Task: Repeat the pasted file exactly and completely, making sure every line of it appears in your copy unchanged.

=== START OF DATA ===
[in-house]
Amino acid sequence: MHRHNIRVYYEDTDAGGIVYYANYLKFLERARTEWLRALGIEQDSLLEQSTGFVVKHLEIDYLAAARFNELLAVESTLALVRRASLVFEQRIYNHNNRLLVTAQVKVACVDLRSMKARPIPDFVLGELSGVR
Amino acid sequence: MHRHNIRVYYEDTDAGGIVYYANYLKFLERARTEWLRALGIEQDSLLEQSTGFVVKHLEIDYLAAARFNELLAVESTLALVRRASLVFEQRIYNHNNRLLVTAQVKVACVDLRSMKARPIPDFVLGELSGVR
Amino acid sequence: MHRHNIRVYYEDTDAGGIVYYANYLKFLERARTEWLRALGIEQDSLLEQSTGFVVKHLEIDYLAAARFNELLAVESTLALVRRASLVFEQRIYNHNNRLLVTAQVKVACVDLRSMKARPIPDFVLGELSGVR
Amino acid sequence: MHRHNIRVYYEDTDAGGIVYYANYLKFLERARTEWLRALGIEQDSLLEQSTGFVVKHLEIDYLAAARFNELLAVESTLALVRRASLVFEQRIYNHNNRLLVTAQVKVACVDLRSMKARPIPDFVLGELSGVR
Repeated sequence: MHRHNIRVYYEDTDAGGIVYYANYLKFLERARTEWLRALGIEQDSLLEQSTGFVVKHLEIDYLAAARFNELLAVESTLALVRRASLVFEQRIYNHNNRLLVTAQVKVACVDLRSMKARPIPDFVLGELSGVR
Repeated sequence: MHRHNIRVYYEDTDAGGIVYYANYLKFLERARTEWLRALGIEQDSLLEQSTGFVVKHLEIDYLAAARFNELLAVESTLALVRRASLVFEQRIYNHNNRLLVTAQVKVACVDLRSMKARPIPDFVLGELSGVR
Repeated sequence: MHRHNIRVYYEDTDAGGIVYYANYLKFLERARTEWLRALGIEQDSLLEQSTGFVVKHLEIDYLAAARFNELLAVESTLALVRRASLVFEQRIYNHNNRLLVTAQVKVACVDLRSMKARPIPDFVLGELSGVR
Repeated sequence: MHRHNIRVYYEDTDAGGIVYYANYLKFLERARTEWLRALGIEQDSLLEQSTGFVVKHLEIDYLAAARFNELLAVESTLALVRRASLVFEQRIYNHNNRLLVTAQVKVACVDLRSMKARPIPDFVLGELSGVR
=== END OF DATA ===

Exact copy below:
[in-house]
Amino acid sequence: MHRHNIRVYYEDTDAGGIVYYANYLKFLERARTEWLRALGIEQDSLLEQSTGFVVKHLEIDYLAAARFNELLAVESTLALVRRASLVFEQRIYNHNNRLLVTAQVKVACVDLRSMKARPIPDFVLGELSGVR
Amino acid sequence: MHRHNIRVYYEDTDAGGIVYYANYLKFLERARTEWLRALGIEQDSLLEQSTGFVVKHLEIDYLAAARFNELLAVESTLALVRRASLVFEQRIYNHNNRLLVTAQVKVACVDLRSMKARPIPDFVLGELSGVR
Amino acid sequence: MHRHNIRVYYEDTDAGGIVYYANYLKFLERARTEWLRALGIEQDSLLEQSTGFVVKHLEIDYLAAARFNELLAVESTLALVRRASLVFEQRIYNHNNRLLVTAQVKVACVDLRSMKARPIPDFVLGELSGVR
Amino acid sequence: MHRHNIRVYYEDTDAGGIVYYANYLKFLERARTEWLRALGIEQDSLLEQSTGFVVKHLEIDYLAAARFNELLAVESTLALVRRASLVFEQRIYNHNNRLLVTAQVKVACVDLRSMKARPIPDFVLGELSGVR
Repeated sequence: MHRHNIRVYYEDTDAGGIVYYANYLKFLERARTEWLRALGIEQDSLLEQSTGFVVKHLEIDYLAAARFNELLAVESTLALVRRASLVFEQRIYNHNNRLLVTAQVKVACVDLRSMKARPIPDFVLGELSGVR
Repeated sequence: MHRHNIRVYYEDTDAGGIVYYANYLKFLERARTEWLRALGIEQDSLLEQSTGFVVKHLEIDYLAAARFNELLAVESTLALVRRASLVFEQRIYNHNNRLLVTAQVKVACVDLRSMKARPIPDFVLGELSGVR
Repeated sequence: MHRHNIRVYYEDTDAGGIVYYANYLKFLERARTEWLRALGIEQDSLLEQSTGFVVKHLEIDYLAAARFNELLAVESTLALVRRASLVFEQRIYNHNNRLLVTAQVKVACVDLRSMKARPIPDFVLGELSGVR
Repeated sequence: MHRHNIRVYYEDTDAGGIVYYANYLKFLERARTEWLRALGIEQDSLLEQSTGFVVKHLEIDYLAAARFNELLAVESTLALVRRASLVFEQRIYNHNNRLLVTAQVKVACVDLRSMKARPIPDFVLGELSGVR